The Highway Statistics Series consists of annual reports containing analyzed statistical information on motor fuel, motor vehicle registrations, driver licenses, highway user taxation, highway mileage, travel, and highway finance. Most highway data are submitted by the States directly to Federal Highway Administration (FHWA). Each State’s data is analyzed for completeness, reasonableness, consistency, and compliance with data reporting instructions contained in “A Guide to Reporting Highway Statistics”. While the Office of Highway Policy Information of FHWA is responsible for preparation of this publication, a number of the statistical summaries are prepared by other units within the FHWA This dataset contains information on motor vehicle fatalities and fatal crashes, based on data from the Fatality Analysis Reporting System (FARS). Crash and injury statistics are based on data from the National Automotive Sampling System (NASS) General Estimates System (GES). The NASS GES is a probability based sample of police-reported crashes from 60 locations across the country, from which estimates of national totals for injury and property-damage-only crashes are derived. Transportation’s safety record, giving data on accidents, crashes, fatalities, and injuries for each transportation mode and hazardous materials. Compiled and published by the U.S. Department of Transportation’s Bureau of Transportation Statistics (BTS), National Transportation Statistics presents information on the U.S. transportation system, including its physical components, safety record, economic performance, energy use, and environmental impacts.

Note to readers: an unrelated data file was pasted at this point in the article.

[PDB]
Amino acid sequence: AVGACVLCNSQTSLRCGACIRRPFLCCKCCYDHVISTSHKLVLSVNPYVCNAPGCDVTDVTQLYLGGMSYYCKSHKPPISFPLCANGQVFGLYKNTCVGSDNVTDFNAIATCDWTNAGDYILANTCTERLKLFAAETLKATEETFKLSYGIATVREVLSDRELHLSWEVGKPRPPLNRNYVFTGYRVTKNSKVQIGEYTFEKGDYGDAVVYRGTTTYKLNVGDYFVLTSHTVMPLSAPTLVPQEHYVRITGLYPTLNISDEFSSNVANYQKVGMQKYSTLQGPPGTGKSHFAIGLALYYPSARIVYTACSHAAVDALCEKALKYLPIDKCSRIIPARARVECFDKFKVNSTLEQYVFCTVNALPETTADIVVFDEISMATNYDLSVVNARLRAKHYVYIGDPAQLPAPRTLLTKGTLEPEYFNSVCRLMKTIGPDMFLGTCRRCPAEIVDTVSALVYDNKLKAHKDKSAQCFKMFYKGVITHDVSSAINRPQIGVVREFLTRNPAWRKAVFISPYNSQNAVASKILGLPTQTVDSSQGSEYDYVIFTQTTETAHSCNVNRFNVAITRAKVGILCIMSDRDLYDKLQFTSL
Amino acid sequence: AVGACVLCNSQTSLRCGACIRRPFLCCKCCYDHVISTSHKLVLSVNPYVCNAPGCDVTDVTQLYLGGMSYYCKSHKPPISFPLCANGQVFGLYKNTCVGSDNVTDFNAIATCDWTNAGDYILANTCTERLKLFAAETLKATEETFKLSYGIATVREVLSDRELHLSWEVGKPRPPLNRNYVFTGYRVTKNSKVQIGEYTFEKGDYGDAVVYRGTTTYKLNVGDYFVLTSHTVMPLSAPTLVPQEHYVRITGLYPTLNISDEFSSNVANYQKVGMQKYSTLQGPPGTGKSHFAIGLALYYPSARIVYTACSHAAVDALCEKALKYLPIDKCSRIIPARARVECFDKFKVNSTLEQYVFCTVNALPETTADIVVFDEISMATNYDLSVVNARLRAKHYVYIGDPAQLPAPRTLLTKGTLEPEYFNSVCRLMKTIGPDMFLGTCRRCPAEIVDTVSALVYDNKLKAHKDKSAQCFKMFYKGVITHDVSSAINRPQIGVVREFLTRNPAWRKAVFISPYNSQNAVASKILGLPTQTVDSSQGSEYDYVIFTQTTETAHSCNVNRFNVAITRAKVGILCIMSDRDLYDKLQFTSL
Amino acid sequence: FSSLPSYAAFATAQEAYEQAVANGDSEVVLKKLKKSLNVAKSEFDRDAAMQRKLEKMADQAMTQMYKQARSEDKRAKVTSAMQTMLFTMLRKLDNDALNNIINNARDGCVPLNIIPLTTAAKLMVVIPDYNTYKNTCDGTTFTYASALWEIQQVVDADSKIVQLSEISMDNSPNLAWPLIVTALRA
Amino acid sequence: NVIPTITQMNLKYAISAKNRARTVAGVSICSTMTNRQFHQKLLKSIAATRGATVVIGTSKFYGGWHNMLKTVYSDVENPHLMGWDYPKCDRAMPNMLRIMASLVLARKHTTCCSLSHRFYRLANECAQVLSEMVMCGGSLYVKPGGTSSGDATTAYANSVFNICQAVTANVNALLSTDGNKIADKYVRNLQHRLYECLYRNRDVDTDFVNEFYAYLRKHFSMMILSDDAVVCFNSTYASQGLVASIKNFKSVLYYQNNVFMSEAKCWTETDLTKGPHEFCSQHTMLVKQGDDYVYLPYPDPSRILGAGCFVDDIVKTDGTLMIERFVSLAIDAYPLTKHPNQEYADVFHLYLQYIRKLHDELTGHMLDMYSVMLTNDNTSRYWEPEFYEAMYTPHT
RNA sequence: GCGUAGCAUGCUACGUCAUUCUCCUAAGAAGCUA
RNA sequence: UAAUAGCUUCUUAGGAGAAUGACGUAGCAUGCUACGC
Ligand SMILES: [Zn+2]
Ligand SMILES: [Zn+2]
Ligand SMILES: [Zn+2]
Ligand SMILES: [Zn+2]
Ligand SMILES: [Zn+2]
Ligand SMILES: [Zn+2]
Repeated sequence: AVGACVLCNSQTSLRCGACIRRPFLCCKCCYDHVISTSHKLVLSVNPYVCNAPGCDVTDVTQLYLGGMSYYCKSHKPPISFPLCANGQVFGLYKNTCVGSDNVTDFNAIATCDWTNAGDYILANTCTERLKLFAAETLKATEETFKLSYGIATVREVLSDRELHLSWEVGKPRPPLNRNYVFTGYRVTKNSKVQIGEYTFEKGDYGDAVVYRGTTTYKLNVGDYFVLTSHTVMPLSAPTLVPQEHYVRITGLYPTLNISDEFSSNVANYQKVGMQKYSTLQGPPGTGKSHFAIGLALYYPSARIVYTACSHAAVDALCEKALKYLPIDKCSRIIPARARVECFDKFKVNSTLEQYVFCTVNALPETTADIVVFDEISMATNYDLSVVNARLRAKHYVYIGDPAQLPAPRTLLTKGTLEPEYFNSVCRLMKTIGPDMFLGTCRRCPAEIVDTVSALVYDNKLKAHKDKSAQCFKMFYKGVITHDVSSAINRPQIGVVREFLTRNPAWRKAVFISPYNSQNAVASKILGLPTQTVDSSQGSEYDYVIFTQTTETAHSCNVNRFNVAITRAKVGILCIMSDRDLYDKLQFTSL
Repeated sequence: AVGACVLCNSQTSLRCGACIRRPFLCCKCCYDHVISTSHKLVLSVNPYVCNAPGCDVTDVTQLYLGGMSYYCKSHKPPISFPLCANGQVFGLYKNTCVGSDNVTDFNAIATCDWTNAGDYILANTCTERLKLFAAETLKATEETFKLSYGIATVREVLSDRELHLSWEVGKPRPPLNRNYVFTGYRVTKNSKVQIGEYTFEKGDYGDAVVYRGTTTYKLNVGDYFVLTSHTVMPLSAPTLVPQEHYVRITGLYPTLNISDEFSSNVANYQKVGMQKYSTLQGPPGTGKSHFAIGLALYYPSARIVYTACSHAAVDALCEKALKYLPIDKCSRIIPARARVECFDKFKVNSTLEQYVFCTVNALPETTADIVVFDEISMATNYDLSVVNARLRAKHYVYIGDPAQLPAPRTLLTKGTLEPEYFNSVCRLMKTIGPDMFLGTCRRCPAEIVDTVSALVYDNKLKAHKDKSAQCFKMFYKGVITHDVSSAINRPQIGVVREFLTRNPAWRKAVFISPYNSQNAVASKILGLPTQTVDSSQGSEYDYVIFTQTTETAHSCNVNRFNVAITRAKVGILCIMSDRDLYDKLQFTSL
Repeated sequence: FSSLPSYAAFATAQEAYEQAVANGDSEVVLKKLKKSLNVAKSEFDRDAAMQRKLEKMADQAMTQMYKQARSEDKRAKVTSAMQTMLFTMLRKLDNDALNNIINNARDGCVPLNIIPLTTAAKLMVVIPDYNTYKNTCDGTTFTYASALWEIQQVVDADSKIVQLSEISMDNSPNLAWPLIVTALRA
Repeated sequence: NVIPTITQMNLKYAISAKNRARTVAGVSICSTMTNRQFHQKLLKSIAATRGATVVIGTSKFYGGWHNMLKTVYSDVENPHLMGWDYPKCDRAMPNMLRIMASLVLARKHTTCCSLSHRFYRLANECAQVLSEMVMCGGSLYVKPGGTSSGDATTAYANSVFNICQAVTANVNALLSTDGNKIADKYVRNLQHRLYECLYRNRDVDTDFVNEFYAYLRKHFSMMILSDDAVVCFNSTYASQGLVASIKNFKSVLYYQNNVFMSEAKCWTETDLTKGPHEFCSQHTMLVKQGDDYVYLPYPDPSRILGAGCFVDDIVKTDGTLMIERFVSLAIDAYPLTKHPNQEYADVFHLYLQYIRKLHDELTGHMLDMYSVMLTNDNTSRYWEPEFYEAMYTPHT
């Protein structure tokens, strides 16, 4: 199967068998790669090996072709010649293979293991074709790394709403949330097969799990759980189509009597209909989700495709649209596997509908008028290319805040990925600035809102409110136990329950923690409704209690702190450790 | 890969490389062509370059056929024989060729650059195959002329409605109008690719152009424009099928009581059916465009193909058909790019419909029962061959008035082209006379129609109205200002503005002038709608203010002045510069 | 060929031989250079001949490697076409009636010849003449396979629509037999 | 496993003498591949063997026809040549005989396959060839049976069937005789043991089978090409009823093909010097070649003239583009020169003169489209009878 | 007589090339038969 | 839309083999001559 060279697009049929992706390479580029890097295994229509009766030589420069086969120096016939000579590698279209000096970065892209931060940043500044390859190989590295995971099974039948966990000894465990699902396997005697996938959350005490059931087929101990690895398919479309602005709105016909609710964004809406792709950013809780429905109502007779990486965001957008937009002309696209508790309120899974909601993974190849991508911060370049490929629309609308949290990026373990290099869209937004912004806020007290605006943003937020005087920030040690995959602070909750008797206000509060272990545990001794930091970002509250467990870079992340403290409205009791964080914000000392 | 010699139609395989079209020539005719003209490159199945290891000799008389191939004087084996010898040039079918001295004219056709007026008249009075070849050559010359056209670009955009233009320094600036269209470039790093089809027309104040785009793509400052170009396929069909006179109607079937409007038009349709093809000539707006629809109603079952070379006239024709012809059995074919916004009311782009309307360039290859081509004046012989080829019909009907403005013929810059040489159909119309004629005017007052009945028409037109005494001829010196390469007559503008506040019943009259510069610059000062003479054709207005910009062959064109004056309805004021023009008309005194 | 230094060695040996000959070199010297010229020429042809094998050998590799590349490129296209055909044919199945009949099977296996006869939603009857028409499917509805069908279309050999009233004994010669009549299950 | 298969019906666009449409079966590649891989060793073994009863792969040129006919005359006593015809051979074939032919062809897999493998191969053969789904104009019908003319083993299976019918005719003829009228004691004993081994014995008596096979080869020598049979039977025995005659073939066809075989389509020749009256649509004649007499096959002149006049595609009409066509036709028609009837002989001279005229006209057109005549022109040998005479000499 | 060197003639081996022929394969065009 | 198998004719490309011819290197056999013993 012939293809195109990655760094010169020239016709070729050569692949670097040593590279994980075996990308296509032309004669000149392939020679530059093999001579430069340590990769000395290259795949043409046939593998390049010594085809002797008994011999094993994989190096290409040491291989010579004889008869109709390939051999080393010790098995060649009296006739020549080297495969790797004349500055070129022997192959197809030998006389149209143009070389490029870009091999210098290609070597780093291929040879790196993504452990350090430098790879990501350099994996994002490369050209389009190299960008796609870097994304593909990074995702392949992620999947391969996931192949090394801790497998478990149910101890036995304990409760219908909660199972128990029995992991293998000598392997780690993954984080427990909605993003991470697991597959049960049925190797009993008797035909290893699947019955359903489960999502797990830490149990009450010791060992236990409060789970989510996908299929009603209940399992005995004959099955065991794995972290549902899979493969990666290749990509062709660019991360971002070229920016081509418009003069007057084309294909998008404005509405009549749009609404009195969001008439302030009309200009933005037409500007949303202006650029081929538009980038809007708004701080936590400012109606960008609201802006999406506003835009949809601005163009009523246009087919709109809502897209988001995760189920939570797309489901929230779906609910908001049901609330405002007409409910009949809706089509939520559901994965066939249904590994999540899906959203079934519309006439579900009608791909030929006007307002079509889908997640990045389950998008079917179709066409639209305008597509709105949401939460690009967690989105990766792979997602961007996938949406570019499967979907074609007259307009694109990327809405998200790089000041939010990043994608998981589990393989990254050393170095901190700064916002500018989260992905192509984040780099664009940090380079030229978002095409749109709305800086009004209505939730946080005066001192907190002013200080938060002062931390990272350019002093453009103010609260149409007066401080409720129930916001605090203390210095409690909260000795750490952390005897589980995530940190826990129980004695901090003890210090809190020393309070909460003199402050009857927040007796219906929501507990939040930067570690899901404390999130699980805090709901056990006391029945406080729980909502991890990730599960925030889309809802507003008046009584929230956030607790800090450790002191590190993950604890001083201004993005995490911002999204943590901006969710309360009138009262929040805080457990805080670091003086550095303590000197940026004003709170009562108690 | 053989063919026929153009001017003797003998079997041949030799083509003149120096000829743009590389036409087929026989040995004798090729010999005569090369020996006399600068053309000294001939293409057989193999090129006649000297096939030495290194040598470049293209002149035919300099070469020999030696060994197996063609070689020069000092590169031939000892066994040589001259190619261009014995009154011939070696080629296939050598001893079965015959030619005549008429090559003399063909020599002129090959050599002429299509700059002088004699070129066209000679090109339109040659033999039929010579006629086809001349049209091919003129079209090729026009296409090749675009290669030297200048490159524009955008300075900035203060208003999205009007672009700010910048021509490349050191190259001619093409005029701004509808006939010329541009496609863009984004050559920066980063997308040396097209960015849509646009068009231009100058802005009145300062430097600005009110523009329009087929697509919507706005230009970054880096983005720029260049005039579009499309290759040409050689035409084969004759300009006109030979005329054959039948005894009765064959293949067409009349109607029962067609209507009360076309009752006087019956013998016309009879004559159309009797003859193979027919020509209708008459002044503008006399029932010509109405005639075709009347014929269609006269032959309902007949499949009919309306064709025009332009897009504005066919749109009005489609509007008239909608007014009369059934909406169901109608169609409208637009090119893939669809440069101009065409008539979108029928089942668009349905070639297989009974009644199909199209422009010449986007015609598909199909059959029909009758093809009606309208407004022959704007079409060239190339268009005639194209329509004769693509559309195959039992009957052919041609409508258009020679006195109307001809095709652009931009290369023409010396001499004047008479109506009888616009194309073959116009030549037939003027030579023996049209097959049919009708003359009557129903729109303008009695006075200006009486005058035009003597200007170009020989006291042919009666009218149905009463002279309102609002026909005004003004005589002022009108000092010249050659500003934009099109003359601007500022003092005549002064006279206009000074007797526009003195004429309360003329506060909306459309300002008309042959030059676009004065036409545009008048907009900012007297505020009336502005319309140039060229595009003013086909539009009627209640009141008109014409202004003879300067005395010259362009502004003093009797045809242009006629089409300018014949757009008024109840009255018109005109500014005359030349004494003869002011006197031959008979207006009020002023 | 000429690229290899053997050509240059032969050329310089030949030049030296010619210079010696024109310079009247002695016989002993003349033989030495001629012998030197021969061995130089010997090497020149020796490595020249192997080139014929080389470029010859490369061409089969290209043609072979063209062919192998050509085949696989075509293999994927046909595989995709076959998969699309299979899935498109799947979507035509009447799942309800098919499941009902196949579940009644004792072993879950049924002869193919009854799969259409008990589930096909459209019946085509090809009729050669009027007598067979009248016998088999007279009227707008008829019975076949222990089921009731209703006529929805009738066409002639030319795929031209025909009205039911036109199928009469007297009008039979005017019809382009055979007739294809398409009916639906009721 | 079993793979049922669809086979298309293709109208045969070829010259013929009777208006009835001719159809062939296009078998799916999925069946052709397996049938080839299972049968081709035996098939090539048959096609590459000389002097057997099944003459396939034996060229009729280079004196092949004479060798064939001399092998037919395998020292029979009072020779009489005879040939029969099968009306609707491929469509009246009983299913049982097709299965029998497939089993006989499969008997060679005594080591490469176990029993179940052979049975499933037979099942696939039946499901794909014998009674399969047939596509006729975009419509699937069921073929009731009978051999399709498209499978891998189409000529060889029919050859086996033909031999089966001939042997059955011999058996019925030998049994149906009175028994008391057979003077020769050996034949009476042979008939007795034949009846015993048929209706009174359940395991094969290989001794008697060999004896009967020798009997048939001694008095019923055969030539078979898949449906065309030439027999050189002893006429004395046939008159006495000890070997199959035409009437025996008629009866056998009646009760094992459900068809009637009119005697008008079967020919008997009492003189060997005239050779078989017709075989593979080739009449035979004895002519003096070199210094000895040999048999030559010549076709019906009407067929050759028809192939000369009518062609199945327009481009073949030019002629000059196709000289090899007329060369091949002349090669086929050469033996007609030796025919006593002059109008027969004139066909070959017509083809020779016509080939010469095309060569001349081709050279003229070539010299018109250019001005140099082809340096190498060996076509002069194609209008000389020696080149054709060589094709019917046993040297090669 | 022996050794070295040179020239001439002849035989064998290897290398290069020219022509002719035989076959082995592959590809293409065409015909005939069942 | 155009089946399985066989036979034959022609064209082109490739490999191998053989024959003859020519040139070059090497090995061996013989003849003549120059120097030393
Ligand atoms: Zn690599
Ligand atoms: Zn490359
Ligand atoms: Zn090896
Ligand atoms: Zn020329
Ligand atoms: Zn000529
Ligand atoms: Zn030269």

Motor vehicle travel is a major means of transportation in the United States, providing an unparalleled degree of mobility. Yet for all its advantages, motor vehicle crashes were the leading cause of death for children age 10 and young people 16 to 23 in 2015. The mission of the National Highway Traffic Safety Administration is to reduce deaths, injuries, and economic losses from motor vehicle crashes. A downward trend is most pronounced with respect to highest-severity crashes, which declined 16.8 percent over that decade. However, the number of fatal crashes have increased 7.0 percent from 2014 to 2015. There was also a 4.1 percent increase in non-fatal injury crashes, a 3.7 percent increase in property-damage-only crashes, and a 3.8 overall increase in the total police-reported crashes. This was a statistically significant increase in the number of non-fatal crashes from 2014 to 2015.